In December, national home prices (not seasonally adjusted) rose at the fastest pace in seven years, fueled by strong demand and low inventory. Among all 19 major markets, Seattle, Washington DC and Cleveland reported the largest home price appreciation.
The S&P CoreLogic Case-Shiller U.S. National Home Price Index, reported by S&P Dow Jones Indices, rose at a seasonally adjusted annual growth rate of 16.4% in December, following an 18.9% increase in November. It marks the fifth consecutive month of double-digit growth in home prices. On a year-over-year basis, the S&P CoreLogic Case-Shiller U.S. National Home Price NSA Index posted a 10.4% annual gain in December, up from 9.5% in November. The December gain marks the highest annual rate of home price growth since January 2014.
Meanwhile, the Home Price Index, released by the Federal Housing Finance Agency (FHFA), rose at a seasonally adjusted annual rate of 14.4% in December, following a 13.2% increase in November. On a year-over-year basis, the FHFA Home Price NSA Index rose by 11.4% in December, after an increase of 11.1% in November. It confirmed rapid growth in home prices for this month.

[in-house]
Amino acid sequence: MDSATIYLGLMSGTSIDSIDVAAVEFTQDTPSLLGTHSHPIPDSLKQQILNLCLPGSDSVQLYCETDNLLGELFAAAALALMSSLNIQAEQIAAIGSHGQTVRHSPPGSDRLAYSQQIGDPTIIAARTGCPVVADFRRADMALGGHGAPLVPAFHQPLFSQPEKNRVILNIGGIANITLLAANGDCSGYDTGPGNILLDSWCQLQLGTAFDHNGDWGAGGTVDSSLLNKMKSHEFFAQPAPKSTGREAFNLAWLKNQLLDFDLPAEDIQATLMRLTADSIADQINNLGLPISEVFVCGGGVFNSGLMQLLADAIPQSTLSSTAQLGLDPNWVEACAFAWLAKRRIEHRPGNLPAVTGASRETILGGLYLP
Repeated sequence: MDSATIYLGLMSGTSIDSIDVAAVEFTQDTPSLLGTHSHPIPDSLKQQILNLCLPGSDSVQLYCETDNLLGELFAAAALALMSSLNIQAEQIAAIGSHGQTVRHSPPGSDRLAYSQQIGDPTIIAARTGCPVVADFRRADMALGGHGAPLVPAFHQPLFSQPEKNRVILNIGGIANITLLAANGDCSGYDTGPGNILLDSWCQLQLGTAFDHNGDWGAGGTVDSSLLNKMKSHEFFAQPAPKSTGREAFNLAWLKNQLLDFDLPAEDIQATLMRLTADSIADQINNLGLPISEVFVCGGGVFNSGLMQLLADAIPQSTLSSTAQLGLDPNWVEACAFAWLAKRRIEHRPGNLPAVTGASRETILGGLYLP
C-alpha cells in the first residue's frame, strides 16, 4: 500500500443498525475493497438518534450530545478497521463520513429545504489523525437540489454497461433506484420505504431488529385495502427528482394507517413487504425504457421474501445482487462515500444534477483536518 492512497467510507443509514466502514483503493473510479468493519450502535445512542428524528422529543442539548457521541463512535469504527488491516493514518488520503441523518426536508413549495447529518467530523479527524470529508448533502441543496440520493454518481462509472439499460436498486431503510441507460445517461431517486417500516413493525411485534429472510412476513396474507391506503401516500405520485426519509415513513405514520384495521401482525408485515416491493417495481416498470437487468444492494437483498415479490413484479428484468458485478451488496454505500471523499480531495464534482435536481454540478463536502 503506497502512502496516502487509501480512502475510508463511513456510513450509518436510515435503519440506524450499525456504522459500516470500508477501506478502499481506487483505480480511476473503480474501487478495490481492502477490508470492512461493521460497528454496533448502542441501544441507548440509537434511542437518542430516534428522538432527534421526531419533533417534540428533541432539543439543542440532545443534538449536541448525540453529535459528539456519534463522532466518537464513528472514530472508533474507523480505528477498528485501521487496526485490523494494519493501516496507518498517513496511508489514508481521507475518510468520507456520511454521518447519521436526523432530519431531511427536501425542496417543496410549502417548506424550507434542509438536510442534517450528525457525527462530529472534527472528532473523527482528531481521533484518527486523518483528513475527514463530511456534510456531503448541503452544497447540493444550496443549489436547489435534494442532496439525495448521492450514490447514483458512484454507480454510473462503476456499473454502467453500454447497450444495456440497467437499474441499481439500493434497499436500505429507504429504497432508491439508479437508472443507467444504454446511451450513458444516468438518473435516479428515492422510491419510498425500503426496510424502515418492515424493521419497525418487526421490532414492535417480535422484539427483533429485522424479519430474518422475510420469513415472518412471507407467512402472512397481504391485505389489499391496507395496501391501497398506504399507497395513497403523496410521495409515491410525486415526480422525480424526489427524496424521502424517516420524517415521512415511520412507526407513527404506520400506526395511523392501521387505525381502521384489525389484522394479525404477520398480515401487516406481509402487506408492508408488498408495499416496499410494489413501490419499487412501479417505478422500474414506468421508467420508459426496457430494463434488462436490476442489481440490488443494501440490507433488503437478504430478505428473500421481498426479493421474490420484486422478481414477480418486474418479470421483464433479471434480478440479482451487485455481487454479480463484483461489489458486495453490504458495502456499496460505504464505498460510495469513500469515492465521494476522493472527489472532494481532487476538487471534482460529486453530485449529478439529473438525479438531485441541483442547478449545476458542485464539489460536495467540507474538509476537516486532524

In addition to tracking national home price changes, S&P reported home price indexes across 19 metro areas in December (Detroit metro area data was missing in December 2020 because there are not a sufficient number of records for the month of December for Detroit).
In December, all 19 metro areas continued to show strong price gains and their annual growth rates ranged from 9.7% to 20.0%. Among all the 19 metro areas, ten metro areas exceeded the national average of 16.4%. Seattle led the way with a 20.0% increase, followed by Washington DC with a 19.8% increase and Cleveland with a 19.5% increase.
The scatter plot below lists the 19 major U.S. metropolitan areas’ annual growth rates in November 2020 and in December 2020. The X-axis presents the annual growth rates in November 2020; the Y-axis presents the annual growth rates in December 2020. Six of the 19 metro areas, the dots above the blue line, had an acceleration in home price growth and the rest 13 metro areas, located below the blue line, experienced the deceleration.